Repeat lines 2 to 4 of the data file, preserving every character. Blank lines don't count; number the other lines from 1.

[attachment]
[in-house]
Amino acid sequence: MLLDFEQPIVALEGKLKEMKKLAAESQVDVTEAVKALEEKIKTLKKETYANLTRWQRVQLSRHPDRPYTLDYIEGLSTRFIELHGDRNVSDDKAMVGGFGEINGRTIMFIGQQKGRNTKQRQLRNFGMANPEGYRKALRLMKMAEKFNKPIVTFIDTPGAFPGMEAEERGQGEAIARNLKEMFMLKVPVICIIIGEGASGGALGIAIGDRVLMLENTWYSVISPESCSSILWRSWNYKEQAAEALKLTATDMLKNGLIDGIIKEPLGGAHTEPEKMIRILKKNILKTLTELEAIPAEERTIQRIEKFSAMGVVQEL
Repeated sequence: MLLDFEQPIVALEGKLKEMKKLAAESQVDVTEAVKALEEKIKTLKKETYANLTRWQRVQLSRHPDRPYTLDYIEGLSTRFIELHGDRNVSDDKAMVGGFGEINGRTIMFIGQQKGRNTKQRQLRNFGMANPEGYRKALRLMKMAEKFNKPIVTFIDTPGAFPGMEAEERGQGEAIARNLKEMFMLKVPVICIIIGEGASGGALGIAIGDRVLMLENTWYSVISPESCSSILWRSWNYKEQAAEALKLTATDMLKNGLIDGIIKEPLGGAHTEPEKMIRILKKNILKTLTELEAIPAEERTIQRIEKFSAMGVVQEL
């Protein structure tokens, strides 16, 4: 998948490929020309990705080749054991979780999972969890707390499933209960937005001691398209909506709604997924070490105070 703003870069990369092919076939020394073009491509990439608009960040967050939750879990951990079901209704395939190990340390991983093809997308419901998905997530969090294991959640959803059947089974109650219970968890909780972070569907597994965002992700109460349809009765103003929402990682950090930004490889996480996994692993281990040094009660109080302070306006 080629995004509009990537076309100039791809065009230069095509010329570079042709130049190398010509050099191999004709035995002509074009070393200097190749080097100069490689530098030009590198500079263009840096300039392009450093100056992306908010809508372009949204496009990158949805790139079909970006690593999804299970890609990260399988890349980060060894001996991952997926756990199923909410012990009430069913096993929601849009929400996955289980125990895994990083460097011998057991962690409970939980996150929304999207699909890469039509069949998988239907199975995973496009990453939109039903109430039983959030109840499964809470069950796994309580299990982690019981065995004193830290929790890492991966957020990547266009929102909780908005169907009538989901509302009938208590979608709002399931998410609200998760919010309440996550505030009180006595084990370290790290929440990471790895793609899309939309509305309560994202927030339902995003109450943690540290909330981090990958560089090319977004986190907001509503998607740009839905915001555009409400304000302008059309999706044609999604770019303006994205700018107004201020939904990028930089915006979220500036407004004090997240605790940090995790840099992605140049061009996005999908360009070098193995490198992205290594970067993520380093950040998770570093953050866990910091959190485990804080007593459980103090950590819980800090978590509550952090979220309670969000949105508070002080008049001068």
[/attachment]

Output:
Amino acid sequence: MLLDFEQPIVALEGKLKEMKKLAAESQVDVTEAVKALEEKIKTLKKETYANLTRWQRVQLSRHPDRPYTLDYIEGLSTRFIELHGDRNVSDDKAMVGGFGEINGRTIMFIGQQKGRNTKQRQLRNFGMANPEGYRKALRLMKMAEKFNKPIVTFIDTPGAFPGMEAEERGQGEAIARNLKEMFMLKVPVICIIIGEGASGGALGIAIGDRVLMLENTWYSVISPESCSSILWRSWNYKEQAAEALKLTATDMLKNGLIDGIIKEPLGGAHTEPEKMIRILKKNILKTLTELEAIPAEERTIQRIEKFSAMGVVQEL
Repeated sequence: MLLDFEQPIVALEGKLKEMKKLAAESQVDVTEAVKALEEKIKTLKKETYANLTRWQRVQLSRHPDRPYTLDYIEGLSTRFIELHGDRNVSDDKAMVGGFGEINGRTIMFIGQQKGRNTKQRQLRNFGMANPEGYRKALRLMKMAEKFNKPIVTFIDTPGAFPGMEAEERGQGEAIARNLKEMFMLKVPVICIIIGEGASGGALGIAIGDRVLMLENTWYSVISPESCSSILWRSWNYKEQAAEALKLTATDMLKNGLIDGIIKEPLGGAHTEPEKMIRILKKNILKTLTELEAIPAEERTIQRIEKFSAMGVVQEL
């Protein structure tokens, strides 16, 4: 998948490929020309990705080749054991979780999972969890707390499933209960937005001691398209909506709604997924070490105070 703003870069990369092919076939020394073009491509990439608009960040967050939750879990951990079901209704395939190990340390991983093809997308419901998905997530969090294991959640959803059947089974109650219970968890909780972070569907597994965002992700109460349809009765103003929402990682950090930004490889996480996994692993281990040094009660109080302070306006 080629995004509009990537076309100039791809065009230069095509010329570079042709130049190398010509050099191999004709035995002509074009070393200097190749080097100069490689530098030009590198500079263009840096300039392009450093100056992306908010809508372009949204496009990158949805790139079909970006690593999804299970890609990260399988890349980060060894001996991952997926756990199923909410012990009430069913096993929601849009929400996955289980125990895994990083460097011998057991962690409970939980996150929304999207699909890469039509069949998988239907199975995973496009990453939109039903109430039983959030109840499964809470069950796994309580299990982690019981065995004193830290929790890492991966957020990547266009929102909780908005169907009538989901509302009938208590979608709002399931998410609200998760919010309440996550505030009180006595084990370290790290929440990471790895793609899309939309509305309560994202927030339902995003109450943690540290909330981090990958560089090319977004986190907001509503998607740009839905915001555009409400304000302008059309999706044609999604770019303006994205700018107004201020939904990028930089915006979220500036407004004090997240605790940090995790840099992605140049061009996005999908360009070098193995490198992205290594970067993520380093950040998770570093953050866990910091959190485990804080007593459980103090950590819980800090978590509550952090979220309670969000949105508070002080008049001068």